How many time did I refer to ASML?
No more cheap ARM SoCs...and there is a difference between an IDM process and a foundry process - not just with respect to Nanometers - the foundries are far more dependent on EUV compared to Intel.
the strength of IDM is That manufacturing team and design design work very closely together from the very beginning. TSMC would work with several different customers together - and it's difficult to find a common denominator - foundry customer A,B and C all need to compromise on one process more or less.
"Our foundry processes in the following sense that foundries are having another challenge that the IDMs would not have. The challenge is that they have to deliver design rules, which are less restrictive and they have to deliver shrink factor, which is very aggressive. So, yes, my comments on 14-nanometer being a competitor to being in the first to go concerns more the foundry environment than it concerns the microprocessor environment."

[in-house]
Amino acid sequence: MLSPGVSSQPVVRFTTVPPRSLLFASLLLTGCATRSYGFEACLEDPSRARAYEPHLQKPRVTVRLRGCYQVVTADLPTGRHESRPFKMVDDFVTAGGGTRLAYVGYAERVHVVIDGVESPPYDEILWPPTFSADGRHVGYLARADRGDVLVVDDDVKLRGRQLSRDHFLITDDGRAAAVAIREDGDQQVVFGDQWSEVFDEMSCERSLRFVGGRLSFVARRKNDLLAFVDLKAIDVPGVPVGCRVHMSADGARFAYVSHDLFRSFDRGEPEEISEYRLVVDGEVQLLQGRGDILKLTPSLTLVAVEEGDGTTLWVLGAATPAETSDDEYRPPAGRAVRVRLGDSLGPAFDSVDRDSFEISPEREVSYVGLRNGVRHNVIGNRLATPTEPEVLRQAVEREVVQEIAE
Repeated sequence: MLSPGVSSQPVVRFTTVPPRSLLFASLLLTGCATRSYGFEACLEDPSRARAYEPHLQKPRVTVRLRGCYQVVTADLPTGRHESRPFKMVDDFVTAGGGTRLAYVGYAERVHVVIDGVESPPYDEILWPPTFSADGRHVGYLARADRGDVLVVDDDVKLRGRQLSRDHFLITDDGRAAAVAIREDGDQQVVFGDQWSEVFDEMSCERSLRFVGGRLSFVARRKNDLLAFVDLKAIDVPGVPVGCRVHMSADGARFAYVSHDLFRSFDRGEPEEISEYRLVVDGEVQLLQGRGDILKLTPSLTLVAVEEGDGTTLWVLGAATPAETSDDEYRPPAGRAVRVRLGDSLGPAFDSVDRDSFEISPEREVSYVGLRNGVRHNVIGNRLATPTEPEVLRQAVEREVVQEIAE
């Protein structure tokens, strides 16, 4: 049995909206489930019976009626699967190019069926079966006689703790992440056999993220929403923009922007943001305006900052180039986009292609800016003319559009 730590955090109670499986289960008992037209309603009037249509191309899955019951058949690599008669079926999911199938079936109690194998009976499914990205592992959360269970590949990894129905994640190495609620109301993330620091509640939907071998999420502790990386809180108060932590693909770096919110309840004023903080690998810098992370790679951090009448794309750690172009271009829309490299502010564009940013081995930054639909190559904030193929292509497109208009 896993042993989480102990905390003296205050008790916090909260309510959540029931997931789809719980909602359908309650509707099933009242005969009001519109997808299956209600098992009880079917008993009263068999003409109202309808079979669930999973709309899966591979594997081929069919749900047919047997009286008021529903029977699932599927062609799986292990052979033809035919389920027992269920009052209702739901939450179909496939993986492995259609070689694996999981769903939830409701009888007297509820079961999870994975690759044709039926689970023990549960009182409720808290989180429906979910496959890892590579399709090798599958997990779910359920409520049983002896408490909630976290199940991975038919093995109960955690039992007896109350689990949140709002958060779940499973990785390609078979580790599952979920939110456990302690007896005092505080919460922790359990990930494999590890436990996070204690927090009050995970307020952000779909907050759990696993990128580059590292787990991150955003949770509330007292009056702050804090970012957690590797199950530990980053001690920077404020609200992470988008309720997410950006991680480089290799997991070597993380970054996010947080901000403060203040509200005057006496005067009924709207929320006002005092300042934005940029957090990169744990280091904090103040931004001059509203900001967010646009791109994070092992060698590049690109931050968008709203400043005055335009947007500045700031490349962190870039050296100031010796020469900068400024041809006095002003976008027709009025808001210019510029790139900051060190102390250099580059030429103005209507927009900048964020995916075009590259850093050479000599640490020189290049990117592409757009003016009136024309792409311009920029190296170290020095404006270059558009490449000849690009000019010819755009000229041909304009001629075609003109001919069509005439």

ASML agree with our view that without EUV lithography, the transistor cost curve originally associated with Moore’s Law has decelerated if not disappeared, and that the successful implementation of EUV is necessary to return the industry to that 20-30% transistor cost curve […] The implementation of multiple patterning lithography to shrink chips has led to higher transistor costs as outlined in our “Moore Stress” thesis […] We remain challenged reconciling commentary from different industry leaders around high volume manufacturing (HVM) using EUV. ASML suggests it happens in 2016, however Intel and IBM suggest 7nm (2018-2019). On its recent earnings call, Taiwan Semiconductor Manufacturing (TSM) CEO Morris Chang suggested an optimistic scenario would be partial use of EUV Lithography at 10nm (we estimate 2017). We think EUV finds its first use in critical layers of DRAM manufacturing.